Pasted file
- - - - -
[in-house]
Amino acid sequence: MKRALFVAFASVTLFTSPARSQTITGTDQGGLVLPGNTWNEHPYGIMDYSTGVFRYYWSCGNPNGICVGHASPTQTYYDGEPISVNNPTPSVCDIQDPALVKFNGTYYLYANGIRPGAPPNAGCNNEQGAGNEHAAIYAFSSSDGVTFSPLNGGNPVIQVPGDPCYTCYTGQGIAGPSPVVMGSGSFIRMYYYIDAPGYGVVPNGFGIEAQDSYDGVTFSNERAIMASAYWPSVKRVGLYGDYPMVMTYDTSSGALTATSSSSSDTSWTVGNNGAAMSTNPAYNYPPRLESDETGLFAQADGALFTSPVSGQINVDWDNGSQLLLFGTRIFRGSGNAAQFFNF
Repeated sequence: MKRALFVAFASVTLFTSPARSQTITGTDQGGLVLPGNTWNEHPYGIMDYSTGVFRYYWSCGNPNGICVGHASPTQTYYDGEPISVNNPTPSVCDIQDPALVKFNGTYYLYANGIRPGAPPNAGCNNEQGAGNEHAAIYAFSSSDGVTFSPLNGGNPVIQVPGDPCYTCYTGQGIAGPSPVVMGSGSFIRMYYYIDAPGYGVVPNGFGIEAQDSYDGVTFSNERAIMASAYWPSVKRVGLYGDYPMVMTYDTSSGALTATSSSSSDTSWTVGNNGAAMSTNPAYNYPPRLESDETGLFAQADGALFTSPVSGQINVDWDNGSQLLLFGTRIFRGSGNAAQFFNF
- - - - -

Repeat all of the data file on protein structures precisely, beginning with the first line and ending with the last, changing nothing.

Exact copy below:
[in-house]
Amino acid sequence: MKRALFVAFASVTLFTSPARSQTITGTDQGGLVLPGNTWNEHPYGIMDYSTGVFRYYWSCGNPNGICVGHASPTQTYYDGEPISVNNPTPSVCDIQDPALVKFNGTYYLYANGIRPGAPPNAGCNNEQGAGNEHAAIYAFSSSDGVTFSPLNGGNPVIQVPGDPCYTCYTGQGIAGPSPVVMGSGSFIRMYYYIDAPGYGVVPNGFGIEAQDSYDGVTFSNERAIMASAYWPSVKRVGLYGDYPMVMTYDTSSGALTATSSSSSDTSWTVGNNGAAMSTNPAYNYPPRLESDETGLFAQADGALFTSPVSGQINVDWDNGSQLLLFGTRIFRGSGNAAQFFNF
Repeated sequence: MKRALFVAFASVTLFTSPARSQTITGTDQGGLVLPGNTWNEHPYGIMDYSTGVFRYYWSCGNPNGICVGHASPTQTYYDGEPISVNNPTPSVCDIQDPALVKFNGTYYLYANGIRPGAPPNAGCNNEQGAGNEHAAIYAFSSSDGVTFSPLNGGNPVIQVPGDPCYTCYTGQGIAGPSPVVMGSGSFIRMYYYIDAPGYGVVPNGFGIEAQDSYDGVTFSNERAIMASAYWPSVKRVGLYGDYPMVMTYDTSSGALTATSSSSSDTSWTVGNNGAAMSTNPAYNYPPRLESDETGLFAQADGALFTSPVSGQINVDWDNGSQLLLFGTRIFRGSGNAAQFFNF